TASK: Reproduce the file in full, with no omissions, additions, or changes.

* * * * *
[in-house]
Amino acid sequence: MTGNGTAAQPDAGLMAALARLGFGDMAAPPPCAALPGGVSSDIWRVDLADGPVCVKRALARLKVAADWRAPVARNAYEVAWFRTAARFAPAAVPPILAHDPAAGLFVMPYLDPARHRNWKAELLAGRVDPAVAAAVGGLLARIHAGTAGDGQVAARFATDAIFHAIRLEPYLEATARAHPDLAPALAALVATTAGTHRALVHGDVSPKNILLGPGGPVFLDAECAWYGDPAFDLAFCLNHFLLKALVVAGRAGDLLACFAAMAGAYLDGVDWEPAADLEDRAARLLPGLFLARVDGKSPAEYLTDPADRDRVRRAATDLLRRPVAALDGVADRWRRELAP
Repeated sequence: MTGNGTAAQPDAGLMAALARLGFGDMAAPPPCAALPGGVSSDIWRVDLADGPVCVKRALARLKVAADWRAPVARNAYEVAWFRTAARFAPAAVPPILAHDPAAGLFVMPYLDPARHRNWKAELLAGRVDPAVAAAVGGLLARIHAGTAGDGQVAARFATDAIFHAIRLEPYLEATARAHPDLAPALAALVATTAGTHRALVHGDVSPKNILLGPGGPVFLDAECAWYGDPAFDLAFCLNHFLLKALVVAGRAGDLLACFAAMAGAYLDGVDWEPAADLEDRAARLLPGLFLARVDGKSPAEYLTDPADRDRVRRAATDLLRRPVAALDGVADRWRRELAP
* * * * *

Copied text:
[in-house]
Amino acid sequence: MTGNGTAAQPDAGLMAALARLGFGDMAAPPPCAALPGGVSSDIWRVDLADGPVCVKRALARLKVAADWRAPVARNAYEVAWFRTAARFAPAAVPPILAHDPAAGLFVMPYLDPARHRNWKAELLAGRVDPAVAAAVGGLLARIHAGTAGDGQVAARFATDAIFHAIRLEPYLEATARAHPDLAPALAALVATTAGTHRALVHGDVSPKNILLGPGGPVFLDAECAWYGDPAFDLAFCLNHFLLKALVVAGRAGDLLACFAAMAGAYLDGVDWEPAADLEDRAARLLPGLFLARVDGKSPAEYLTDPADRDRVRRAATDLLRRPVAALDGVADRWRRELAP
Repeated sequence: MTGNGTAAQPDAGLMAALARLGFGDMAAPPPCAALPGGVSSDIWRVDLADGPVCVKRALARLKVAADWRAPVARNAYEVAWFRTAARFAPAAVPPILAHDPAAGLFVMPYLDPARHRNWKAELLAGRVDPAVAAAVGGLLARIHAGTAGDGQVAARFATDAIFHAIRLEPYLEATARAHPDLAPALAALVATTAGTHRALVHGDVSPKNILLGPGGPVFLDAECAWYGDPAFDLAFCLNHFLLKALVVAGRAGDLLACFAAMAGAYLDGVDWEPAADLEDRAARLLPGLFLARVDGKSPAEYLTDPADRDRVRRAATDLLRRPVAALDGVADRWRRELAP